Foundation for the Preservation of Yungdrung Bön / གཡུང་དྲུང་བོན་ཉར་ཚགས་རིག་མཛོད།

The Multiverse in Yungdrung Bön

The Multiverse in Yungdrung Bön

Based on teachings and explanations by Yongdzin Lopön Tenzin Namdak, Khenpo Tenpa Yungdrung and Geshe Gelek Jinpa given 1995–2006

In both Bön and Buddhist texts alike, it is generally said that our universe is flat. However, as everything appears to sentient beings through the ripening of their karma, there is in fact no such thing as a fixed shape or a fixed universal perception; we can see different forms. At one time the universe is explained as being flat but the Yungdrung Bön texts also say that in some cases the form of the universe is seen as very long and narrow, or round like a ball, or completely square, or semi-circular, or as very tall and narrow. Nothing is fixed as everything appears according to karmic cause and everything is projected by sentient beings. Nevertheless, in Yungdrung Bön the standard model of our universe is that it is flat with the World Mountain in the centre surrounded by the mountain ranges, the ocean with twelve islands and then the outer rim. That is known as one tsangjung,[1] or our universe.

Our universe, however, is only a miniscule segment in the system of the Three Thousandfold Universe, which is in fact filled with similar universes. Each universe is flat and has a World Mountain in the centre surrounded by the four islands each with two small island companions. Each universe has beings similar to those of the Six Realms of our universe, and each universe has a Buddha who manifests an emanation in each of the Six Realms, all of whom teach simultaneously. One thousand of such universes are piled up one on top of another in twenty-five layers like biscuits in a packet or like beads on a thread. Our universe is in the centre with twelve universes above and twelve universes below. Forty strings of twenty-five universes are arranged around it like pillars thus making one thousand universes. Around them is a fence, and that is counted as the first thousand.

This thousand is counted as one unit and there are again one thousand of them arranged in the same manner, surrounded by a fence. That is the second thousand.[2]

This thousand is again taken as one unit and one thousand of them are arranged in a similar manner with a fence outside. That is tongsum,[3] the Three-Thousandfold Universe which consists of one thousand million universes.

This tongsum is multiplied one thousand times to make kopa dangpo.[4] Kopa dangpo in turn is multiplied one thousand times making kopa barma.[5] Kopa barma is multiplied one thousand times forming kopa thama.[6] This is the dulzhing[7] of Tönpa Shenrab throughout which his teachings are spread. No matter how many sentient beings are contained in the universes of this dulzhing, he can reach them all with his compassion.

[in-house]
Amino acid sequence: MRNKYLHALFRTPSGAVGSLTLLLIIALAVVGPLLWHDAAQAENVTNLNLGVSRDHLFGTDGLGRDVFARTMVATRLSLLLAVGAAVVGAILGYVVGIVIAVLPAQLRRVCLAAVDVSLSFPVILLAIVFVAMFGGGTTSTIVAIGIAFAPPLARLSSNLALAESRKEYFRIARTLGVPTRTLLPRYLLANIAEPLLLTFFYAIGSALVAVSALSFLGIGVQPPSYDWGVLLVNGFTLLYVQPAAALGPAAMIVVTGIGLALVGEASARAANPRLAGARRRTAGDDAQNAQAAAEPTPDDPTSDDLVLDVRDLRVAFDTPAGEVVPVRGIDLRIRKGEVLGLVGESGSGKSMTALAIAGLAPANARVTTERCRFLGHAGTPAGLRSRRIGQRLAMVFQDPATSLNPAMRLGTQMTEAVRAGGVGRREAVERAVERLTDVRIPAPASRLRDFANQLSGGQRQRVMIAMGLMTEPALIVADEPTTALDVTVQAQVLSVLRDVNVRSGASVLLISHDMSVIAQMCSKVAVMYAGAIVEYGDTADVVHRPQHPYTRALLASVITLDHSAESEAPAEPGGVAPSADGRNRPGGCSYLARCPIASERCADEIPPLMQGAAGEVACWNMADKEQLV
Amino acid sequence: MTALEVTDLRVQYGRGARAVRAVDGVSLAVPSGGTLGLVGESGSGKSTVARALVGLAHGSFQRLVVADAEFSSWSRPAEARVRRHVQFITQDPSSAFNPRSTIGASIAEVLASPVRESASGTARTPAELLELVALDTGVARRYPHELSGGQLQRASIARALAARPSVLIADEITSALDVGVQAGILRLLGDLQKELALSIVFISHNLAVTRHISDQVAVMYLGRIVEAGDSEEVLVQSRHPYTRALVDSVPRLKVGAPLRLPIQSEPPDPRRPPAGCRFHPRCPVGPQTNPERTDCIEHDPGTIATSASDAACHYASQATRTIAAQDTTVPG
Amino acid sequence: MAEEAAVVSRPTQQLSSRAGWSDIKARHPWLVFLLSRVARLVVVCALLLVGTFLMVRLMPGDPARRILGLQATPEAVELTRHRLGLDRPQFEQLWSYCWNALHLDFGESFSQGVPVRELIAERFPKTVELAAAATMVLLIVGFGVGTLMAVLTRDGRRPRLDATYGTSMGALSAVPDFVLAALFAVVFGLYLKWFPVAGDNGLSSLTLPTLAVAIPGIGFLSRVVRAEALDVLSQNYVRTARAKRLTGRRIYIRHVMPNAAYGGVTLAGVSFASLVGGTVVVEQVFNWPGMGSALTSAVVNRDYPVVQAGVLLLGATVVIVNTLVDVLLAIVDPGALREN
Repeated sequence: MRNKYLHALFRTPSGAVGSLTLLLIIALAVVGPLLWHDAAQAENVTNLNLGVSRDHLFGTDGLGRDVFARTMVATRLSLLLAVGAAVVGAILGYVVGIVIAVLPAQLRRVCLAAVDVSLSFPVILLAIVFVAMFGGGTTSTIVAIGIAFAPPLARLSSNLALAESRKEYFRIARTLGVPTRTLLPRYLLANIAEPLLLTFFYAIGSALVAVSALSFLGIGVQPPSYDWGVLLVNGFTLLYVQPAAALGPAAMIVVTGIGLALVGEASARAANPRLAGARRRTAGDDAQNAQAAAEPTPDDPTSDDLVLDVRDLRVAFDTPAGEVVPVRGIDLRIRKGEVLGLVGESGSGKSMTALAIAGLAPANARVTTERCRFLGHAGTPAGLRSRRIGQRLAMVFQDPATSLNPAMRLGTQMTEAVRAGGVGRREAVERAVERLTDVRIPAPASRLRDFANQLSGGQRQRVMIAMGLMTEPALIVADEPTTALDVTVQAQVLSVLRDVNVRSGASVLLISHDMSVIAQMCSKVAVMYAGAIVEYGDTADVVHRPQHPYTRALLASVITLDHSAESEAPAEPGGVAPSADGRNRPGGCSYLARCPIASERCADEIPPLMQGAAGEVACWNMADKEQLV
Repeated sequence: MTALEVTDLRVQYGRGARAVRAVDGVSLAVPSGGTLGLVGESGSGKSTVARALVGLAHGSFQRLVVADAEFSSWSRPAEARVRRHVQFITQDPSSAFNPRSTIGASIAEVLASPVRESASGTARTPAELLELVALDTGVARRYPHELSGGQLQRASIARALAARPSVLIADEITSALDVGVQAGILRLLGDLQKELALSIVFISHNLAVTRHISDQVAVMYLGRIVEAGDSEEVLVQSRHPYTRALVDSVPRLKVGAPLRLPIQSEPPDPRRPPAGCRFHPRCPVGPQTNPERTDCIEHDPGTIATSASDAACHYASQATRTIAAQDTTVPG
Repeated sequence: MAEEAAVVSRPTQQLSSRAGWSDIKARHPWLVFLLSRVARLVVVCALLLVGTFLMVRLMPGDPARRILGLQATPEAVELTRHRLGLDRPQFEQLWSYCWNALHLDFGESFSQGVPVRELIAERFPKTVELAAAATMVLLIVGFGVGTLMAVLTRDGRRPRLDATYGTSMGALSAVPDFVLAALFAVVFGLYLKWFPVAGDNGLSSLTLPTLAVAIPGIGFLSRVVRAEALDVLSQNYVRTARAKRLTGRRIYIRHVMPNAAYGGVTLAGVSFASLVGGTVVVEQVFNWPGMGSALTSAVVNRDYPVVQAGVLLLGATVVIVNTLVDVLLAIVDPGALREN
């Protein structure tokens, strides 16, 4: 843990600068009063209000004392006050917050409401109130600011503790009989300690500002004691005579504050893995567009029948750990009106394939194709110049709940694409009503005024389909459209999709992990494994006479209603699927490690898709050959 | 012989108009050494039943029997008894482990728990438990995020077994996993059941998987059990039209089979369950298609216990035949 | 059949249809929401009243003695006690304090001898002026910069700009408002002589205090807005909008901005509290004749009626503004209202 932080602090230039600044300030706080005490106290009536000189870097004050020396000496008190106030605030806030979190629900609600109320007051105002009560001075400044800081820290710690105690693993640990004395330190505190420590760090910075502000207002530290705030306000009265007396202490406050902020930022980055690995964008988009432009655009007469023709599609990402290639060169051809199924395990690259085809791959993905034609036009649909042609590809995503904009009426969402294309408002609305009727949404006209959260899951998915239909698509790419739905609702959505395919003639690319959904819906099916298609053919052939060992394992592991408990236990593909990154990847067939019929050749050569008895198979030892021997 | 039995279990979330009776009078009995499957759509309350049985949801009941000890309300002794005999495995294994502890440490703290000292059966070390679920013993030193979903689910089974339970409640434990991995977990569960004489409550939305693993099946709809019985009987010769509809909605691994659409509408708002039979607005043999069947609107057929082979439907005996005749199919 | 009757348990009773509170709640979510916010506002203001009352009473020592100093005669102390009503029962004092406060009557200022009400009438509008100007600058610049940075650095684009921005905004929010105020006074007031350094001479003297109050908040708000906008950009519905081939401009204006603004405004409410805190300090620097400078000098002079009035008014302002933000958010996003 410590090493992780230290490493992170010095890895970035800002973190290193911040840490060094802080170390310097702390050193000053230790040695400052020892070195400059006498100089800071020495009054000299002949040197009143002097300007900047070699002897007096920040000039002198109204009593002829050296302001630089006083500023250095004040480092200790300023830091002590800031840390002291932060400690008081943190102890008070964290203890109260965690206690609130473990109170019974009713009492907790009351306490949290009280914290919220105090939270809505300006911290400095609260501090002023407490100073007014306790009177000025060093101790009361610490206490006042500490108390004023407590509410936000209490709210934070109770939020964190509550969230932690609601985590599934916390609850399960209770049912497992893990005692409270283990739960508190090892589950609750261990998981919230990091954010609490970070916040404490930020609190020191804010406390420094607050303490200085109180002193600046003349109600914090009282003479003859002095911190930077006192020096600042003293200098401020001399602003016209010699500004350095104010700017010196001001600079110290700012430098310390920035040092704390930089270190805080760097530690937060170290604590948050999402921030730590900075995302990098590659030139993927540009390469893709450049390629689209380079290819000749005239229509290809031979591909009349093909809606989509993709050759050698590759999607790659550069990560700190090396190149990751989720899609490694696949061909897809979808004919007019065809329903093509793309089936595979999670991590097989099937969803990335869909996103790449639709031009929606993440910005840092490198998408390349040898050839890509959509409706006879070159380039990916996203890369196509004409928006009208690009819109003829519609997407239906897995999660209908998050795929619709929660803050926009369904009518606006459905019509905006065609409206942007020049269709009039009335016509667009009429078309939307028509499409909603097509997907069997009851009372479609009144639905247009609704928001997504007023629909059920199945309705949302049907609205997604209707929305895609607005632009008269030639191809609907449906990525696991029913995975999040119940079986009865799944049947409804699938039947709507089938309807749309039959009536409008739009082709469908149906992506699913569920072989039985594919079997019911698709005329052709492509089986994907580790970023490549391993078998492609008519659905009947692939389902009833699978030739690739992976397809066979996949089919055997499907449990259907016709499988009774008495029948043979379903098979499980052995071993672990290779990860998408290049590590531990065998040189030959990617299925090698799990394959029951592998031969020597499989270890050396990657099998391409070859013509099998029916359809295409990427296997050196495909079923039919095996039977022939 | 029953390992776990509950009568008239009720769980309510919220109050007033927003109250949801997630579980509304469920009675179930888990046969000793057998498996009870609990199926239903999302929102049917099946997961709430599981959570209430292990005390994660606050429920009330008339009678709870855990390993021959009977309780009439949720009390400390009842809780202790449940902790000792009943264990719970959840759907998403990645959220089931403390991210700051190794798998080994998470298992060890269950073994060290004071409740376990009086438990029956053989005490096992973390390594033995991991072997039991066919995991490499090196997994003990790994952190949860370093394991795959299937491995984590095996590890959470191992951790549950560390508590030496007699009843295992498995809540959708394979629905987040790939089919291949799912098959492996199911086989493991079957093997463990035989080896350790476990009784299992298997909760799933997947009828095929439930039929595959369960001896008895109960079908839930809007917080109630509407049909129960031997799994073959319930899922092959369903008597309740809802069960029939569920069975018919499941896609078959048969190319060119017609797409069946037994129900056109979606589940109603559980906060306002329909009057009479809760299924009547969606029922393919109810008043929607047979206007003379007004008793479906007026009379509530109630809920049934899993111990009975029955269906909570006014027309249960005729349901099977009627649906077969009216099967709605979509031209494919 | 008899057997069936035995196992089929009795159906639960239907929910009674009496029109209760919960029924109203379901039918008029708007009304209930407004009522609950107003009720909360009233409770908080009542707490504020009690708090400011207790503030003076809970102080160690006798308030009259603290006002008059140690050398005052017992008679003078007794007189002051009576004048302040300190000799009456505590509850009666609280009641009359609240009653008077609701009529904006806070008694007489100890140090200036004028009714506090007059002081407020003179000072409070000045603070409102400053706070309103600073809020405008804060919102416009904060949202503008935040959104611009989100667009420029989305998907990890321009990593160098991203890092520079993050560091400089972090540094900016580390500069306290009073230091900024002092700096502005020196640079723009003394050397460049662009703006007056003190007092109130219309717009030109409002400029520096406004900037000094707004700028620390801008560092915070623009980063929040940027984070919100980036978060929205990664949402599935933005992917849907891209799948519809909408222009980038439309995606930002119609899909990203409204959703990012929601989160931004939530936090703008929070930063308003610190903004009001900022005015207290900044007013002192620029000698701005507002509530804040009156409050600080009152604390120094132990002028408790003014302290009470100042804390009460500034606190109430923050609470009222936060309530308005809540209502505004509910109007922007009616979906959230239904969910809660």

Furthermore, in the ten directions there are ten universe complexes similar to the dulzhing of Tönpa Shenrab. Each of them has its own Buddha who reaches all the beings within his dulzhing. Thus we have a group of ten universe complexes, including Tönpa Shenrab’s dulzhing, and this forms a multiverse called muchu dangpo.[8] This in turn is taken as one and multiplied one thousand times and that is muchu barma.[9] Muchu barma is multiplied by one thousand to make muchu thama.[10]

This is then again multiplied one thousand times forming dogdal dangpo,[11] which is multiplied a further one thousand times becoming dogdal barma[12] which is again multiplied one thousand times to make one dogdal thama.[13] It is said that even a Buddha loses count beyond this; there is no end to the number of universes and sentient beings within them.

[1] Tib. tshang rgyung.

[2] I.e. 1,000,000 universes.

[3] Tib. stong gsum.

[4] Tib. bkod pa dang po consists of 1011 universes.

[5] Tib. bkod pa bar ma consists of 1014 universes.

[6] Tib. bkod pa tha ma consists of 1017 universes.

[7] Tib. gdul zhing.

[8] Tib. mu khud dang po consists of 1018 universes.

[9] Tib. mu khud bar ma consists of 1021 universes.

[10] Tib. mu khud tha ma consists of 1024 universes.

[11] Tib. dog bdal dang po consists of 1027 universes.

[12] Tib. dog bdal bar ma constists of 1030 universes.

[13] Tib. dog bdal tha ma consists of 1033 universes.

Extracted from: Ermakov, D. Bө and Bön: Ancient Shamanic Traditions of Siberia and Tibet in Their Relation to the Teachings of a Central Asian Buddha (Kathmandu: Vajra Publications. 2008), Chapter IV, Cosmology, The Multiverse, pp. 200-202.

Illustration: Our Universe, Tib. tshang rgyang gi bkod pa, mural at Triten Norbutse Monastery, photo by Christophe Moulin.


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